How the new film franchise is facing backlash and making me sad
Megan Orr, Opinions Editor // Illustration by Jackie Duck
I waited more than a year after its release before watching Fantastic Beasts and Where to Find Them. I could say it was out of stubborness – this story wasn’t canon and I didn’t want to wreck the Harry Potter universe for myself. However, it was something more like fear. That world had so much meaning and I was scared that it would be ruined irrevocably for me, much like the last few mediocre Harry Potter movies had nearly done. I was wrong in my worries though. The film simply added more depth and layers to the already complex world that JK Rowling had created over the course of those beloved novels. Although the film received mixed reviews, it was already set to be franchised, and the next of which, Fantastic Beasts: The Crimes of Grindelwald, is set to be released on Nov. 16. However, this has not been without controversy.
Johnny Depp is playing the infamous Grindelwald for the second time, against the backlash of critics demanding he be recast due to the abuse allegations laid against him by his ex-wife, Amber Heard. Though Depp has since denied them, Heard, as well as her attorney, have been adamant in their claims. To fans’ confusion, JK Rowling, who has always been a proponent of women’s rights (as a character like Hermione Granger could tell you), was supportive of this casting decision. Additionally, the film has received some lukewarm excitement due to the fact that Jude Law’s portrayal of young Dumbledore will not acknowledge the character’s homosexuality, even though Rowling has said he was written as a queer character. But apparently she didn’t mean it in a “here’s some cool positive representation” kind of way, only in a “he’s gay in our hearts” kind of way.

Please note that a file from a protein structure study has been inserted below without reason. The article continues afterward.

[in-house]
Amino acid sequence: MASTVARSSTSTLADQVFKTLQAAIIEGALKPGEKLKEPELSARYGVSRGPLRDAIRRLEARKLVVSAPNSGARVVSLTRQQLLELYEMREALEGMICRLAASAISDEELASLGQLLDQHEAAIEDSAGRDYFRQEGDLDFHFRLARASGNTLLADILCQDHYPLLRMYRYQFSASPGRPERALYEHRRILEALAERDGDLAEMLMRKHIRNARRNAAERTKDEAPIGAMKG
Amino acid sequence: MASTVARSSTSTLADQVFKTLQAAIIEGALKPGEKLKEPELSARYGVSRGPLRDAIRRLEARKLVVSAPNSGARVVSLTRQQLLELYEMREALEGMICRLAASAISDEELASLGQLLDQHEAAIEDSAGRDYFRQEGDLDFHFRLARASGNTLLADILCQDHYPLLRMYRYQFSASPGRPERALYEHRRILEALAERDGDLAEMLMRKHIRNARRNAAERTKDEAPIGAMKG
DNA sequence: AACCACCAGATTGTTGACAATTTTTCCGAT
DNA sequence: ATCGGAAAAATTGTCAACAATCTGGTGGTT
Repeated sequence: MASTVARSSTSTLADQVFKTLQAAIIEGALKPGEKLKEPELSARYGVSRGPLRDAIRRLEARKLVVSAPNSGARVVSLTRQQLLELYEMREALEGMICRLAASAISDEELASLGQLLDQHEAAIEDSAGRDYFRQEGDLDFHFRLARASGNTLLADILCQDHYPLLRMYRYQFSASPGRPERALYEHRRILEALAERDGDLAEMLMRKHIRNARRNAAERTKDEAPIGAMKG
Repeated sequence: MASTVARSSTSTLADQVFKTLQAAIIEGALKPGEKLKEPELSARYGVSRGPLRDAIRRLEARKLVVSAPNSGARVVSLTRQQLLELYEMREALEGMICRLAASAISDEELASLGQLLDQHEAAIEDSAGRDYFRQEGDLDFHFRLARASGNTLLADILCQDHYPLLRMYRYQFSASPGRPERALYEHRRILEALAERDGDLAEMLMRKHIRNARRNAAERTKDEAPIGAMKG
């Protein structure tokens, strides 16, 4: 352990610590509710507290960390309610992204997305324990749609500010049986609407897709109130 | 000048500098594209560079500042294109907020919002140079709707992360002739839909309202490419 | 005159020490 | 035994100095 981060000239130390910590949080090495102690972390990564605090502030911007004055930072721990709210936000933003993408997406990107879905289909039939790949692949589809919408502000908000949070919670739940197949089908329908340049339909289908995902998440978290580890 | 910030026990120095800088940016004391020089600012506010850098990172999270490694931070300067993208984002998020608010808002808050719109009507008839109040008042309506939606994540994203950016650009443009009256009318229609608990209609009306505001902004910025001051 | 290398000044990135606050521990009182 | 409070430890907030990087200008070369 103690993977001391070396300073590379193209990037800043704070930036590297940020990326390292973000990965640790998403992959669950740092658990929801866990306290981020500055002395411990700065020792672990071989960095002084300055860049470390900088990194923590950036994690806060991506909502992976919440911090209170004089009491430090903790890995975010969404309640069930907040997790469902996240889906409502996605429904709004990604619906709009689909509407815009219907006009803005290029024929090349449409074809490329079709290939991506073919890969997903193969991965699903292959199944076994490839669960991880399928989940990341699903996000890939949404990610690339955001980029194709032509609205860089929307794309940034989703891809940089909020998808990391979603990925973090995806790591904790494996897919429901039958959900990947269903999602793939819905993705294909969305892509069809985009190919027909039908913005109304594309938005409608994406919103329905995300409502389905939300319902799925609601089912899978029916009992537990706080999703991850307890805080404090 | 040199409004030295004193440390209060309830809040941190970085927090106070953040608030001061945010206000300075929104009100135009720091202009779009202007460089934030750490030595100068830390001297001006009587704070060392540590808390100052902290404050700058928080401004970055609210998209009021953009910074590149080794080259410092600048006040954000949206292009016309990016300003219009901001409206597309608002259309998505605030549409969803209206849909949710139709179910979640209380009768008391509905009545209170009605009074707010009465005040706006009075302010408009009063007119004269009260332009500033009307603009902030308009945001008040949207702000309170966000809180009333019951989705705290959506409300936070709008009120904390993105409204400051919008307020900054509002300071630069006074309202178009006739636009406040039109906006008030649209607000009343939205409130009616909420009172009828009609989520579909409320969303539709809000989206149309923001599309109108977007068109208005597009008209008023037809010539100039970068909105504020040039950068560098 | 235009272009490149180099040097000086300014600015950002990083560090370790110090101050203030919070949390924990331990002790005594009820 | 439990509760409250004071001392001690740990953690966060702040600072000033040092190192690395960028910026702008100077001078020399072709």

This is actual bullshit. JK Rowling, the queen of internet clapbacks, does not have our backs here, folks. Truth be told, as Twitter user, @cemetrygerard, put it, “If it isn’t obvious by now: Rowling said Dumbledore was gay all those years ago purely to try and avoid backlash for not having enough diversity. She never said anything about it in the actual series, and now won’t again in Fantastic Beasts.”
As far as Depp’s casting, it just goes to show once again how men’s actions have little to no consequences in this world, and further, how people will defend their problematic favourites no matter what. But seriously, coming into the pure-as-all-hell Potter fandom, GTFO! I don’t want to have mixed feelings about enjoying a franchise that is, at it’s very heart, enjoyable. How dare Rowling and director David Yates take this away from me? How dare you, Johnny Depp? I trusted you!
While Rowling, as the author, obviously has the decision-making power to include or not include whatever she wants, people are demanding more from this often-empowering series. It isn’t necessarily fair to insist that Rowling be the one to be held entirely accountable for the overall casting and inclusivity of these films, but then who should be? I’m not going to lie, I’m probably still going to go see it, and I will probably really like it, but I won’t be happy about it.